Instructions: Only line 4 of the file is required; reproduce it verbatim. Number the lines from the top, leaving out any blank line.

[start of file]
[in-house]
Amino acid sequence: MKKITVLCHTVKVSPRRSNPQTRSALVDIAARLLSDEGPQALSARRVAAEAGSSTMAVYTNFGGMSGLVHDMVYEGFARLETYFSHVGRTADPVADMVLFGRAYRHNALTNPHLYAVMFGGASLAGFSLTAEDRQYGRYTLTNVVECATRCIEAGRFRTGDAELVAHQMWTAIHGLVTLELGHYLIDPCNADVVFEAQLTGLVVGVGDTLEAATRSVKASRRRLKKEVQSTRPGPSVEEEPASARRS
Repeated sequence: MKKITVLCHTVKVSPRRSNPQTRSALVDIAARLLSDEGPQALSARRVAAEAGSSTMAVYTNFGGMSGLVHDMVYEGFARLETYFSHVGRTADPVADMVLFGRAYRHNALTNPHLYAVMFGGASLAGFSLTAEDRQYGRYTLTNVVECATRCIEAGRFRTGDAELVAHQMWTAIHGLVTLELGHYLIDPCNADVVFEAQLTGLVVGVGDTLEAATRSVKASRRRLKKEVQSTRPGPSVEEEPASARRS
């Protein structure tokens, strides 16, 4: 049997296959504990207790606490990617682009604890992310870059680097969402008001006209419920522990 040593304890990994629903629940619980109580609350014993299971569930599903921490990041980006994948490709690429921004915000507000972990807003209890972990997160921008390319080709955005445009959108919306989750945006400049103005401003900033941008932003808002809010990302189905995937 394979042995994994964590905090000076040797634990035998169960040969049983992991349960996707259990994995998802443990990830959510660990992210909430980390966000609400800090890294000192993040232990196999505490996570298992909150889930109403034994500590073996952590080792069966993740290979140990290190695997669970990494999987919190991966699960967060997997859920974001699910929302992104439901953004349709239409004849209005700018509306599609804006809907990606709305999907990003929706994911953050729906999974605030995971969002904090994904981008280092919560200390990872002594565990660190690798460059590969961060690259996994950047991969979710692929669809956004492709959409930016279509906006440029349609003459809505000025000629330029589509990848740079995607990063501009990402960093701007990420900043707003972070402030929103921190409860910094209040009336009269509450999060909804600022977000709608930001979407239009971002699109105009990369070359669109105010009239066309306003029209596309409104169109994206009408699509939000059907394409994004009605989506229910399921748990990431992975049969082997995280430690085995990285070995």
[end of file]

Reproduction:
């Protein structure tokens, strides 16, 4: 049997296959504990207790606490990617682009604890992310870059680097969402008001006209419920522990 040593304890990994629903629940619980109580609350014993299971569930599903921490990041980006994948490709690429921004915000507000972990807003209890972990997160921008390319080709955005445009959108919306989750945006400049103005401003900033941008932003808002809010990302189905995937 394979042995994994964590905090000076040797634990035998169960040969049983992991349960996707259990994995998802443990990830959510660990992210909430980390966000609400800090890294000192993040232990196999505490996570298992909150889930109403034994500590073996952590080792069966993740290979140990290190695997669970990494999987919190991966699960967060997997859920974001699910929302992104439901953004349709239409004849209005700018509306599609804006809907990606709305999907990003929706994911953050729906999974605030995971969002904090994904981008280092919560200390990872002594565990660190690798460059590969961060690259996994950047991969979710692929669809956004492709959409930016279509906006440029349609003459809505000025000629330029589509990848740079995607990063501009990402960093701007990420900043707003972070402030929103921190409860910094209040009336009269509450999060909804600022977000709608930001979407239009971002699109105009990369070359669109105010009239066309306003029209596309409104169109994206009408699509939000059907394409994004009605989506229910399921748990990431992975049969082997995280430690085995990285070995």